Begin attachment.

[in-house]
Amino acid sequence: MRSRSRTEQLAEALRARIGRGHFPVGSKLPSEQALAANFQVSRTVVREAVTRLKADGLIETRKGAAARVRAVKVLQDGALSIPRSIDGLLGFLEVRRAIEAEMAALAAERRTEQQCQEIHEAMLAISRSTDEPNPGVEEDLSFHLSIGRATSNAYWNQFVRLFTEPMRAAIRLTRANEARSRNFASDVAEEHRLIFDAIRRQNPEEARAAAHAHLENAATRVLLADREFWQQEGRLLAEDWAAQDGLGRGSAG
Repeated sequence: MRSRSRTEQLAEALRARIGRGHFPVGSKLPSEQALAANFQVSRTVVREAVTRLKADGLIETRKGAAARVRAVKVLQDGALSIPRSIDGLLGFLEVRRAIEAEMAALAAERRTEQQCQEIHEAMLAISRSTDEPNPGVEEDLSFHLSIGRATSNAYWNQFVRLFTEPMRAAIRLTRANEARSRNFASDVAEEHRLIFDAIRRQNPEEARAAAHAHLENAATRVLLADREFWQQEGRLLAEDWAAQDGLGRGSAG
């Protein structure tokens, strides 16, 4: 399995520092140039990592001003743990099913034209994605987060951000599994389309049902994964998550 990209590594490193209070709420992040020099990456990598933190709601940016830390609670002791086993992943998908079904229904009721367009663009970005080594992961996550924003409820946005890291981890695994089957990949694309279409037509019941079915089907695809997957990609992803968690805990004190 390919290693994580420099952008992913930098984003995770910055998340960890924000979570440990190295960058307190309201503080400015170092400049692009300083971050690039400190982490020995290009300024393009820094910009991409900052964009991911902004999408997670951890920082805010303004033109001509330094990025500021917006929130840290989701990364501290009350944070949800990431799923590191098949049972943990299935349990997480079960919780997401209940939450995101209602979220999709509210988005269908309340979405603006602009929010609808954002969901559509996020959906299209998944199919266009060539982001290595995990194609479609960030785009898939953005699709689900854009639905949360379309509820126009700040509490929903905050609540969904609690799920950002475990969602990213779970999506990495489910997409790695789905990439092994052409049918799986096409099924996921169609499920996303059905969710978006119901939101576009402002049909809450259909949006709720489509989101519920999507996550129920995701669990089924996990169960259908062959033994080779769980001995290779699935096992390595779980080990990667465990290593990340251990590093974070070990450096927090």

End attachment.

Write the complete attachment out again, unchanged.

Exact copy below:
[in-house]
Amino acid sequence: MRSRSRTEQLAEALRARIGRGHFPVGSKLPSEQALAANFQVSRTVVREAVTRLKADGLIETRKGAAARVRAVKVLQDGALSIPRSIDGLLGFLEVRRAIEAEMAALAAERRTEQQCQEIHEAMLAISRSTDEPNPGVEEDLSFHLSIGRATSNAYWNQFVRLFTEPMRAAIRLTRANEARSRNFASDVAEEHRLIFDAIRRQNPEEARAAAHAHLENAATRVLLADREFWQQEGRLLAEDWAAQDGLGRGSAG
Repeated sequence: MRSRSRTEQLAEALRARIGRGHFPVGSKLPSEQALAANFQVSRTVVREAVTRLKADGLIETRKGAAARVRAVKVLQDGALSIPRSIDGLLGFLEVRRAIEAEMAALAAERRTEQQCQEIHEAMLAISRSTDEPNPGVEEDLSFHLSIGRATSNAYWNQFVRLFTEPMRAAIRLTRANEARSRNFASDVAEEHRLIFDAIRRQNPEEARAAAHAHLENAATRVLLADREFWQQEGRLLAEDWAAQDGLGRGSAG
């Protein structure tokens, strides 16, 4: 399995520092140039990592001003743990099913034209994605987060951000599994389309049902994964998550 990209590594490193209070709420992040020099990456990598933190709601940016830390609670002791086993992943998908079904229904009721367009663009970005080594992961996550924003409820946005890291981890695994089957990949694309279409037509019941079915089907695809997957990609992803968690805990004190 390919290693994580420099952008992913930098984003995770910055998340960890924000979570440990190295960058307190309201503080400015170092400049692009300083971050690039400190982490020995290009300024393009820094910009991409900052964009991911902004999408997670951890920082805010303004033109001509330094990025500021917006929130840290989701990364501290009350944070949800990431799923590191098949049972943990299935349990997480079960919780997401209940939450995101209602979220999709509210988005269908309340979405603006602009929010609808954002969901559509996020959906299209998944199919266009060539982001290595995990194609479609960030785009898939953005699709689900854009639905949360379309509820126009700040509490929903905050609540969904609690799920950002475990969602990213779970999506990495489910997409790695789905990439092994052409049918799986096409099924996921169609499920996303059905969710978006119901939101576009402002049909809450259909949006709720489509989101519920999507996550129920995701669990089924996990169960259908062959033994080779769980001995290779699935096992390595779980080990990667465990290593990340251990590093974070070990450096927090």